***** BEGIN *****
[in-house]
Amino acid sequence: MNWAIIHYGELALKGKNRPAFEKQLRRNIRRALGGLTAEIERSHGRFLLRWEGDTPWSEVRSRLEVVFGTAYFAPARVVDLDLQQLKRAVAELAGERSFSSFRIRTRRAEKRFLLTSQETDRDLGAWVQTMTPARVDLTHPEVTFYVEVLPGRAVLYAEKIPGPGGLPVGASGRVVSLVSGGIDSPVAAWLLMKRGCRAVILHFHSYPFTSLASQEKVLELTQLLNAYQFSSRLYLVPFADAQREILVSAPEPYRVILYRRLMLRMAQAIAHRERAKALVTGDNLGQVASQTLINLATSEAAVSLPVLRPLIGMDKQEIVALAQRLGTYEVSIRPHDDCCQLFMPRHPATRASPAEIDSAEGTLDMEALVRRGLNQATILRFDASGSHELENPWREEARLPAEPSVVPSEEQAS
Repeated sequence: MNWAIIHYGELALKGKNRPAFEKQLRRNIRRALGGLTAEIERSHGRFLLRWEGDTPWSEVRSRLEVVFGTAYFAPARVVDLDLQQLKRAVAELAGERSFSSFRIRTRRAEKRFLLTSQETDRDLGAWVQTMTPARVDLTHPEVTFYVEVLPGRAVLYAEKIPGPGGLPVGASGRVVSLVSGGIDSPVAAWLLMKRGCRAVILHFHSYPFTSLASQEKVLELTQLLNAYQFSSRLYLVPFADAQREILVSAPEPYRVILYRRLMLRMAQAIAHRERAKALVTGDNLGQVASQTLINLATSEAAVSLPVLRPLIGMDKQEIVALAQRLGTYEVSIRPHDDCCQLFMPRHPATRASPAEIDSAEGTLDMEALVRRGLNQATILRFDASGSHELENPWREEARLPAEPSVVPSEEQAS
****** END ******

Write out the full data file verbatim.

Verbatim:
[in-house]
Amino acid sequence: MNWAIIHYGELALKGKNRPAFEKQLRRNIRRALGGLTAEIERSHGRFLLRWEGDTPWSEVRSRLEVVFGTAYFAPARVVDLDLQQLKRAVAELAGERSFSSFRIRTRRAEKRFLLTSQETDRDLGAWVQTMTPARVDLTHPEVTFYVEVLPGRAVLYAEKIPGPGGLPVGASGRVVSLVSGGIDSPVAAWLLMKRGCRAVILHFHSYPFTSLASQEKVLELTQLLNAYQFSSRLYLVPFADAQREILVSAPEPYRVILYRRLMLRMAQAIAHRERAKALVTGDNLGQVASQTLINLATSEAAVSLPVLRPLIGMDKQEIVALAQRLGTYEVSIRPHDDCCQLFMPRHPATRASPAEIDSAEGTLDMEALVRRGLNQATILRFDASGSHELENPWREEARLPAEPSVVPSEEQAS
Repeated sequence: MNWAIIHYGELALKGKNRPAFEKQLRRNIRRALGGLTAEIERSHGRFLLRWEGDTPWSEVRSRLEVVFGTAYFAPARVVDLDLQQLKRAVAELAGERSFSSFRIRTRRAEKRFLLTSQETDRDLGAWVQTMTPARVDLTHPEVTFYVEVLPGRAVLYAEKIPGPGGLPVGASGRVVSLVSGGIDSPVAAWLLMKRGCRAVILHFHSYPFTSLASQEKVLELTQLLNAYQFSSRLYLVPFADAQREILVSAPEPYRVILYRRLMLRMAQAIAHRERAKALVTGDNLGQVASQTLINLATSEAAVSLPVLRPLIGMDKQEIVALAQRLGTYEVSIRPHDDCCQLFMPRHPATRASPAEIDSAEGTLDMEALVRRGLNQATILRFDASGSHELENPWREEARLPAEPSVVPSEEQAS